(Want to know what other people thought of the book? Seth shared early reactions on his blog.)
The idea that anxiety is experiencing failure in advance, that the voice in our head is only a narrator, and that focus is important above all else seem self evident and pretty life coach-y now that I’m reading this as I type it, but all three are better encouragement than they seemed at first.
Seth Godin’s latest, What To Do When It’s Your Turn (and it’s always your turn), is his latest from his direct, author-to-reader publishing group the Domino Project. Or at least it has a domino on it, so I assume that connects it in some way.
I picked three passages from the book that stood out to me, then re-read the book and picked out seven more. Then Chris Franklin and I, before the camera rolled, discussed those and picked three that we both agreed on — two of my three early choices made it, which gave me hope we’d have much to discuss.
The first, sankhara-dukkha, is about the suffering your fear causes. You see, human brains don’t know the difference between physical danger (getting eaten) and psychological danger (public speaking), so we often experience physical symptoms whenever we get anxious. In this case, the fear of what could happen paralyzes many of us and Godin has dubbed anxiety as “experiencing fear in advance”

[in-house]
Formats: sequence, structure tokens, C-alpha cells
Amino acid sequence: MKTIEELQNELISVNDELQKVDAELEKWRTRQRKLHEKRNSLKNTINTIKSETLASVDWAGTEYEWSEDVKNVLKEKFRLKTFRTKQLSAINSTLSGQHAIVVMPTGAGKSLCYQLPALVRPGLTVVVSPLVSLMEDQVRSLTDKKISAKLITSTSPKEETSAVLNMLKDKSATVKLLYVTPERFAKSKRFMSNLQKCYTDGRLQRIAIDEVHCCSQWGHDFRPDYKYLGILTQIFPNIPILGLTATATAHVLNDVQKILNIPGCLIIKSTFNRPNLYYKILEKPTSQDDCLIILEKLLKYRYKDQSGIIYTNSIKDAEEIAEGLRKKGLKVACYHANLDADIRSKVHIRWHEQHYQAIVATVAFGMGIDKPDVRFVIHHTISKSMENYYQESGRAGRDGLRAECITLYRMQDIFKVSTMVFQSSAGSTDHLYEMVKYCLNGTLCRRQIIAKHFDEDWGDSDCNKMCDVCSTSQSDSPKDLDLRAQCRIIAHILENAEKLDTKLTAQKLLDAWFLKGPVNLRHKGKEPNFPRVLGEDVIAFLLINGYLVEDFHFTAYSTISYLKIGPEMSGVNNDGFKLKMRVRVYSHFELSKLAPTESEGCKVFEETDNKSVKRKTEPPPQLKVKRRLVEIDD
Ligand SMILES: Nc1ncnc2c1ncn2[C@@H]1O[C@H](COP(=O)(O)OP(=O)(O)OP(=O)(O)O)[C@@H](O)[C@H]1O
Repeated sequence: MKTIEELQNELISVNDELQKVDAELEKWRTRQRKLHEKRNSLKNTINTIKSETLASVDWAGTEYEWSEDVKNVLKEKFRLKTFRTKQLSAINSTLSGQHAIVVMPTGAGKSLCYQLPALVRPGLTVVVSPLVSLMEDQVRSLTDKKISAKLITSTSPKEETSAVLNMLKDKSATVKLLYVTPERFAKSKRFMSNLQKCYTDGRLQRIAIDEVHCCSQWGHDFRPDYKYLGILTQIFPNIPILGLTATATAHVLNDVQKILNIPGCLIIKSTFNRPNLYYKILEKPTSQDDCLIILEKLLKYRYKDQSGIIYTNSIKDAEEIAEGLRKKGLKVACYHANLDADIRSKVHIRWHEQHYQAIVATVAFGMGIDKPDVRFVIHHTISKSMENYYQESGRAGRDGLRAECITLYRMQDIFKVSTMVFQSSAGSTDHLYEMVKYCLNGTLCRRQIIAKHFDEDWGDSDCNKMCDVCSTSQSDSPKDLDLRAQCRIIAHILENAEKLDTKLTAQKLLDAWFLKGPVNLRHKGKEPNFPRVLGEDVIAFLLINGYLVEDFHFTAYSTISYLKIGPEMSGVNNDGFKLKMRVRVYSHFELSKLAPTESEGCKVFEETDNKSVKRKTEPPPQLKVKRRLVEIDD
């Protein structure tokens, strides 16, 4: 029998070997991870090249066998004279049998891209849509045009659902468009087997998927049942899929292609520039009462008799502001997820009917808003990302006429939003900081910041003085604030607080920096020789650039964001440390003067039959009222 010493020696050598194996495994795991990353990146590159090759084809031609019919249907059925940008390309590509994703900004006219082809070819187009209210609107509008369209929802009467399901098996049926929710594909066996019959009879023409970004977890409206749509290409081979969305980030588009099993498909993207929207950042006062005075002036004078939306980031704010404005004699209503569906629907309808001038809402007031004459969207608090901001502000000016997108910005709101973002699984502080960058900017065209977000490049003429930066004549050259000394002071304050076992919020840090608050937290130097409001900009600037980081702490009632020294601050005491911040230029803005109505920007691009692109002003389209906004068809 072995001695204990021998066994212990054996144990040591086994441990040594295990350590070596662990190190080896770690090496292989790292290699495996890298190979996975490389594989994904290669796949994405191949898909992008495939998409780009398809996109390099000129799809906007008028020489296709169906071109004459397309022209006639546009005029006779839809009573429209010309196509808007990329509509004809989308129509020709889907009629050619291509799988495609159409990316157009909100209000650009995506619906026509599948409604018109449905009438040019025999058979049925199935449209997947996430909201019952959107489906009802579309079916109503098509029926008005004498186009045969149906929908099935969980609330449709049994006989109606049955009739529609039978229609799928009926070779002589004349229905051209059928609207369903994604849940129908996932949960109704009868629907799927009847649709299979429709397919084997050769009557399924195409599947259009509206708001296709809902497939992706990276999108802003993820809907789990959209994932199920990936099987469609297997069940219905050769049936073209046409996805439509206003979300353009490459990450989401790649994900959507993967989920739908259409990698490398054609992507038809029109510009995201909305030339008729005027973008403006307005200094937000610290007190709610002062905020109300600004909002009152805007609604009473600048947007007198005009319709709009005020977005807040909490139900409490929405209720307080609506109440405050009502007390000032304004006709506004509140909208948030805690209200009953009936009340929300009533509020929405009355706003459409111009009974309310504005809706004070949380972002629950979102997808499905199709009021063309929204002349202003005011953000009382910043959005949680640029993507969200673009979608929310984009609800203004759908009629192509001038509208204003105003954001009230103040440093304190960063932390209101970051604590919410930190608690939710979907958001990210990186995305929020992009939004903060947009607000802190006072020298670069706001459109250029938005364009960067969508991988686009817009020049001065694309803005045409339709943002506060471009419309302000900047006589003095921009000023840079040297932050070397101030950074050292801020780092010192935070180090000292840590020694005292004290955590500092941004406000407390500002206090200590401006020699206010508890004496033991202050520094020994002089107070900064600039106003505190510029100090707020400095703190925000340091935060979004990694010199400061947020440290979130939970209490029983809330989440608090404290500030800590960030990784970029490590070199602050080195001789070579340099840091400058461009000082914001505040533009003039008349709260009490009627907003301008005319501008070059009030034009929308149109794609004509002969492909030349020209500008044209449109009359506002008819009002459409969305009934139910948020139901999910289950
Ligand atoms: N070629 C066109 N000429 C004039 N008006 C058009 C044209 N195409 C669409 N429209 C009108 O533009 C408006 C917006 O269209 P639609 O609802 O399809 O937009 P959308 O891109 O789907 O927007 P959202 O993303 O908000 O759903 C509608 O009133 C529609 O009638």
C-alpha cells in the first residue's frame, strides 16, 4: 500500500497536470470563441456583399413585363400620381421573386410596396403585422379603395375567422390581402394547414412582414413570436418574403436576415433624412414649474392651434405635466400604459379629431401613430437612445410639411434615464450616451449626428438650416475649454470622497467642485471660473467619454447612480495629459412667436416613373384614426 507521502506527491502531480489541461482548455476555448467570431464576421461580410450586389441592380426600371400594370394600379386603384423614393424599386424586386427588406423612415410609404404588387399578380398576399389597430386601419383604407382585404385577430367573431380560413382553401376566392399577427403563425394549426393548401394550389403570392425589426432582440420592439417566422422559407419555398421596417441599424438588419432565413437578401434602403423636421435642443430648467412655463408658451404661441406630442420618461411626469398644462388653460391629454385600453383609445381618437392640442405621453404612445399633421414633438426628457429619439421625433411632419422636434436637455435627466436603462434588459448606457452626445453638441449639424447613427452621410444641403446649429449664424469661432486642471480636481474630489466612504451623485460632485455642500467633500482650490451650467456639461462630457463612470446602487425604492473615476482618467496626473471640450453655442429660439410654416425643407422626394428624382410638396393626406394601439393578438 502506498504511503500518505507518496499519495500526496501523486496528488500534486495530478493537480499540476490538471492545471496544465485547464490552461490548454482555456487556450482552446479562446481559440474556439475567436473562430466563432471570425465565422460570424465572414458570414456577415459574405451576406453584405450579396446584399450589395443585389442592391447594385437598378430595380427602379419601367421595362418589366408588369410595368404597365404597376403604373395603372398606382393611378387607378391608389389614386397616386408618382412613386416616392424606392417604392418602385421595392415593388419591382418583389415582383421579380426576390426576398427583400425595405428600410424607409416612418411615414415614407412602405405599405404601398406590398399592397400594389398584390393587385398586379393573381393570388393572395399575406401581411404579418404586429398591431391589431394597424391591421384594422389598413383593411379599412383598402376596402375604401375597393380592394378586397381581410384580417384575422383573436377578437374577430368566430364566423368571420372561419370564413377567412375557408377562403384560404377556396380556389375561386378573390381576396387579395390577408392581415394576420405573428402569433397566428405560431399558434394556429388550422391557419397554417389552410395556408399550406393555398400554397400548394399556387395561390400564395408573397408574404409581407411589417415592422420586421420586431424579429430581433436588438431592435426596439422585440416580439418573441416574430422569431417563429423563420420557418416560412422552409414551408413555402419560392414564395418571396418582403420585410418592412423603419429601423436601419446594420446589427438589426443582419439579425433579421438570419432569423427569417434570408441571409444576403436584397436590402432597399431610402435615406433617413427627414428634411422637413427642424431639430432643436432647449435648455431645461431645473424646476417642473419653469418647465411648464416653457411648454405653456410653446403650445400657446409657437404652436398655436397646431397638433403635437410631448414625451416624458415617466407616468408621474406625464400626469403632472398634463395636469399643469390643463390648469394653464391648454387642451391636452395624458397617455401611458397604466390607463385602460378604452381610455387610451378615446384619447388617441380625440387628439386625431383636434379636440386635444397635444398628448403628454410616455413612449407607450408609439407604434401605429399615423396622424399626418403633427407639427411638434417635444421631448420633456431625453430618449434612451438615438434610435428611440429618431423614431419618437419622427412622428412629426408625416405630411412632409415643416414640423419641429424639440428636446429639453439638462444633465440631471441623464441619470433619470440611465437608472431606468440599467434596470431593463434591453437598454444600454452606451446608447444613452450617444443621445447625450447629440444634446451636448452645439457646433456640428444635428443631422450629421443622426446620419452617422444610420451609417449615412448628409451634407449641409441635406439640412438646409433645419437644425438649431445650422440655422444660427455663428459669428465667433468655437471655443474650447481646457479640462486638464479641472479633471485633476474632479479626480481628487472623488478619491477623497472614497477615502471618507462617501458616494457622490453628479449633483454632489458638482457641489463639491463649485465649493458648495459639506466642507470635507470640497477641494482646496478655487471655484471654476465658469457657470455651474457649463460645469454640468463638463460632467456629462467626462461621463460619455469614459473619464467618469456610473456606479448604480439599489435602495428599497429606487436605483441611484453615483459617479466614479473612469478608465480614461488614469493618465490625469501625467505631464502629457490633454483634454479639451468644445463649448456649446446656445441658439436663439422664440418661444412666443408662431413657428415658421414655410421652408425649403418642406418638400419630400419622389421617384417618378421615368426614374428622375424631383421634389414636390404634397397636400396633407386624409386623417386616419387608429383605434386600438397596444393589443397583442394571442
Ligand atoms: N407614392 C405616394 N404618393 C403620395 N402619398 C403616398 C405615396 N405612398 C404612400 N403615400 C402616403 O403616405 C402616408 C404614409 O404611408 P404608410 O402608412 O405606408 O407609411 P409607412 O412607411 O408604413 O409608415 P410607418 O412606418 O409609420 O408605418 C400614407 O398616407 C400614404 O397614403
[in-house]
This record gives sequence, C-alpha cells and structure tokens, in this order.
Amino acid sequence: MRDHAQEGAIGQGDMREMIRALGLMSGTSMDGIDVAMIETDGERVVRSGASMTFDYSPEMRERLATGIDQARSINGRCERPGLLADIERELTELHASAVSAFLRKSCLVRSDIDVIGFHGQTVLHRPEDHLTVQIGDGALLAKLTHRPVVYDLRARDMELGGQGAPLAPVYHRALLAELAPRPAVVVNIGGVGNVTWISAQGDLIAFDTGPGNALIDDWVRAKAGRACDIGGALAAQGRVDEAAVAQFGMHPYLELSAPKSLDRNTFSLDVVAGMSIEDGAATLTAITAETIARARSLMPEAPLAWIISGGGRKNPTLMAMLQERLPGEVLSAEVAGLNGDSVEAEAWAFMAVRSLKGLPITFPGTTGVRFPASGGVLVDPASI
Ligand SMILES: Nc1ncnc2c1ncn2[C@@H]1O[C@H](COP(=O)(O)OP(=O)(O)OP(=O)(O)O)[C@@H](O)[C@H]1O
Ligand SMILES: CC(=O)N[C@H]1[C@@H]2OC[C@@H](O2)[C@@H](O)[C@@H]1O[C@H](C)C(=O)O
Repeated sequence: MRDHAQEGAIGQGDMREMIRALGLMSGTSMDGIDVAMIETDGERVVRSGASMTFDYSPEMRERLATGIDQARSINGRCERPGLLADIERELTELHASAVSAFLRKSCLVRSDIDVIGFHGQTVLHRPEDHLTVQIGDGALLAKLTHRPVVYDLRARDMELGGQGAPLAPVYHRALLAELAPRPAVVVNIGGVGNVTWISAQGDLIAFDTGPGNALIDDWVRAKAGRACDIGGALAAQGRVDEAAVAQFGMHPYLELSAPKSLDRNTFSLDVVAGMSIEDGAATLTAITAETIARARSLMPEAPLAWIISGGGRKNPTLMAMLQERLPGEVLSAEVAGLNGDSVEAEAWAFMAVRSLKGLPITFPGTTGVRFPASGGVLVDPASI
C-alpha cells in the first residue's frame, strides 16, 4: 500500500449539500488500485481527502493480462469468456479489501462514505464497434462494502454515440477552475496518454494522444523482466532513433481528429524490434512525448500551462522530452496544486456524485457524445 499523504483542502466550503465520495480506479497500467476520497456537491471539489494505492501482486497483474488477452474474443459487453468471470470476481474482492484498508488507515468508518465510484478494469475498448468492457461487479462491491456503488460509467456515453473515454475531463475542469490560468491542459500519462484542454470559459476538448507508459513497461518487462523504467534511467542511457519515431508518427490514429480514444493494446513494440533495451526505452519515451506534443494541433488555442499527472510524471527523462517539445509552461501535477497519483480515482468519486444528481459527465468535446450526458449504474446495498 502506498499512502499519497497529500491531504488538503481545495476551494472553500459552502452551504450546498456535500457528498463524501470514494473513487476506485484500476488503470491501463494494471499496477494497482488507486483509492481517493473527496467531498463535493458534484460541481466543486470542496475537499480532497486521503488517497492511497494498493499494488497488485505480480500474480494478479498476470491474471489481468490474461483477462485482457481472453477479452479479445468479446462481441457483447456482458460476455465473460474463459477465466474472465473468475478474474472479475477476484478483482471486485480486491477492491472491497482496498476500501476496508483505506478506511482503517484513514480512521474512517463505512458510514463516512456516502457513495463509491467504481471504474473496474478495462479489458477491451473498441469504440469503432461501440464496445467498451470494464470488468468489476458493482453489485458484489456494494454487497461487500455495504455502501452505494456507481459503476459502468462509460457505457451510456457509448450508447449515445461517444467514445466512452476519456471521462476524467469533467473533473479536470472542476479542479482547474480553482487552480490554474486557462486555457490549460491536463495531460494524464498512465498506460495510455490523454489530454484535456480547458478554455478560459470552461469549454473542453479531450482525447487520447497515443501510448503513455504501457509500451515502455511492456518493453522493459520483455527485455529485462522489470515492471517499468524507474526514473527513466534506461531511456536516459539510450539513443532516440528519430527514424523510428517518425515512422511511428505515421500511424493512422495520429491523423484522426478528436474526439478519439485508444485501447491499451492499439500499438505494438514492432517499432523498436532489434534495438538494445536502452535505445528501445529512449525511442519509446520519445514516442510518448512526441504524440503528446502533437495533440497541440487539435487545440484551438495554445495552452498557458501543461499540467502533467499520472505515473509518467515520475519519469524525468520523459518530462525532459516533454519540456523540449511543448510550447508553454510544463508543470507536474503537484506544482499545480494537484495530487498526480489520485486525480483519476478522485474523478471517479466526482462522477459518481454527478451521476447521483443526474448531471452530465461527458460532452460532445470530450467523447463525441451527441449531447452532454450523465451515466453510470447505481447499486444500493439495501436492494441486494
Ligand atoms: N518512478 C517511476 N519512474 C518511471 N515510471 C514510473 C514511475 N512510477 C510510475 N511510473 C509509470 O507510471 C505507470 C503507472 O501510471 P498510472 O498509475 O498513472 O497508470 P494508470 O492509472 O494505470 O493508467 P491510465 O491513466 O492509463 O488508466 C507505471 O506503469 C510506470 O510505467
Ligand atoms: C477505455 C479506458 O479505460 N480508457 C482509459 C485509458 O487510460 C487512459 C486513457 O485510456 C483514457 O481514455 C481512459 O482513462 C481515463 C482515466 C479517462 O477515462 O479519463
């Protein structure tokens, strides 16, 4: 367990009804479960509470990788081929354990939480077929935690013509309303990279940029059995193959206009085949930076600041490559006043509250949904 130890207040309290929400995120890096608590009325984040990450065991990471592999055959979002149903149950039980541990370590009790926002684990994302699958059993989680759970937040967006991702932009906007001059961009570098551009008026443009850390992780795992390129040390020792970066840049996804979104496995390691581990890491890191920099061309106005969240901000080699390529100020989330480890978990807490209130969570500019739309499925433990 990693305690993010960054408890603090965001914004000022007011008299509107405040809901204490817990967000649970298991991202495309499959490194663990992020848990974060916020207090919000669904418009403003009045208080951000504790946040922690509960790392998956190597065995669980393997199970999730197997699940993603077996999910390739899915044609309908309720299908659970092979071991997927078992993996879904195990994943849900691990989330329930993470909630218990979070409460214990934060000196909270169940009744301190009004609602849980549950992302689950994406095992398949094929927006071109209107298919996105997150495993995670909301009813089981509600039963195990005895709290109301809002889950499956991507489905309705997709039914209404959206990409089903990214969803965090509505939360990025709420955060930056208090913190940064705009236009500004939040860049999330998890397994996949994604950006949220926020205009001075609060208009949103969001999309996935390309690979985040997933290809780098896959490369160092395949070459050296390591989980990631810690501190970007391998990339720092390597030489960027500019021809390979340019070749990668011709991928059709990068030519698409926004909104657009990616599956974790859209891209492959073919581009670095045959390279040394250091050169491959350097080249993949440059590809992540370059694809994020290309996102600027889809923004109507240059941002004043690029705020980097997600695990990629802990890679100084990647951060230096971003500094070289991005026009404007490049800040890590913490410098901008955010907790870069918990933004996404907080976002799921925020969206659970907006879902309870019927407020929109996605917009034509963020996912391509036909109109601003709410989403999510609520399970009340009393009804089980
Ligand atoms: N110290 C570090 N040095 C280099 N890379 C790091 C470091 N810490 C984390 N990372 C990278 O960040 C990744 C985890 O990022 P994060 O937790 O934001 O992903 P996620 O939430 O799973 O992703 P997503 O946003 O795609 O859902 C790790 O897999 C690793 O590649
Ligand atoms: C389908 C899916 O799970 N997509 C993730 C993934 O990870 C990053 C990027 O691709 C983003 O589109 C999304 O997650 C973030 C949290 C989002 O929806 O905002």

The lesson is simple: nothing that we face on a daily basis is worth the anxiety and/or fear we allow to consume us.
Our second topic blew my mind. Titled “free will and the play-by-play in your head”, Godin explained that our body and/or sub-conscious makes decisions and then the voice in our head narrates what happens. This means that whatever the voice in our head is saying doesn’t matter much because it’s only trying to make sense of something we’ve already decided.
The lesson here? Don’t trust that voice. Listen to it, sure, but don’t let what it says matter in what you’ve already decided to do, just go do it.
Which brings us to our third topic, a play on Nike’s “Just Do It”, titled “Only Do It.’ In this, Godin defines just as meaning do that thing without debate, without distractions, and without bargaining with the fear. Just do that one thing, and worry about how it’s going to turn out later.
My takeaway from this is that I should get off my ass and finish the many projects I’ve longed to, including a novel, a podcast, an updated version of HipCider, and a general lifestyle of creating.
To get that started, I needed a little bit of help. Good thing I already had that with the man below.
Here’s me and my buddy Franklin’s young podcast “The Portland Creative”, where he talks to his friends about what they do for a living.
Seth Godin’s latest, What To Do When It’s Your Turn (and it’s always your turn)